For the stock market, Richard Kinder just doesn’t seem like ideal boyfriend material. Not only does he play the field, when you try to talk to him about it, he shuts down.
The company he chairs, Kinder Morgan, surprised investors on Wednesday evening not merely by missing earnings estimates and scaling back dividend growth targets, but also announcing plans for a new capital infusion.
Actually, "plans" is probably too generous. Rather, the company said that with its cost of equity now so high -- the dividend yield having risen to 6.5 percent -- it had "identified alternative funding sources" to meet its needs through the first half of 2016. Questioned by analysts as to what those sources were, Kinder demurred, citing regulatory restrictions. The stock fell 5 percent Thursday morning.
Kinder Morgan's relationship with public markets has shifted back and forth over time. It was co-founded in the late 1990s, when web-obsessed investors left infrastructure assets going cheap. The company was taken private in 2006, re-listed in 2011, and then consolidated into a regular company last year, folding in several master limited partnerships in the process. From Kinder Morgan’s perspective, if it isn’t feeling much love from the public market, then it will simply seek the arms -- or alms -- of another.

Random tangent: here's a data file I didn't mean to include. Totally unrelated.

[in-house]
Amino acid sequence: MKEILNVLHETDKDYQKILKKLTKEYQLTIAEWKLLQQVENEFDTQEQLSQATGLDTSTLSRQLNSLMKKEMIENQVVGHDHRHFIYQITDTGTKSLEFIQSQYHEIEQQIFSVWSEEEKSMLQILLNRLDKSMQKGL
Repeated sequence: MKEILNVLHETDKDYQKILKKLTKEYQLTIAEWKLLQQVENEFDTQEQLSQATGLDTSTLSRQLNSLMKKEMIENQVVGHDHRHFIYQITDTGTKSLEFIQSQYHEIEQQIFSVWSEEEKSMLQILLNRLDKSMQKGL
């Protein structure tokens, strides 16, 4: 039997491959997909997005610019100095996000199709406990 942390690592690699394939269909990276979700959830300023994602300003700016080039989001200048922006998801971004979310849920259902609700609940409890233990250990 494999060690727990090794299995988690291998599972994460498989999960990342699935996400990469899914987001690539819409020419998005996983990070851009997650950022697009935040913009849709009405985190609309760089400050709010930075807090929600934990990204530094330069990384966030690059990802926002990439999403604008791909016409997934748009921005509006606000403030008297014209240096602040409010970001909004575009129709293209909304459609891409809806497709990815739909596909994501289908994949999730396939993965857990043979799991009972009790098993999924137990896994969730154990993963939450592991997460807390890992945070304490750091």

It's all just guesswork at this point, but one possible candidate for funding is convertible preferred stock. That would carry a lower cost than the current dividend yield. Infrastructure funds or pension pools wary of anything energy-related might be willing to take a coupon of, say, 4 or 5 percent and the promise of gains on the stock down the road.
What is clear is that Kinder Morgan needs fresh capital. Debt at the end of September was 5.8 times trailing Ebitda. Though it's no longer an MLP, the company’s equity story still hinges on big payouts and the promise of growth. So amid Wednesday’s cloak-and-daggery, Kinder Morgan reaffirmed this year’s dividend target of $2 per share and still aims for between 6 and 10 percent growth next year....MORE
And it is that ongoing need for capital that is at the heart of the problem.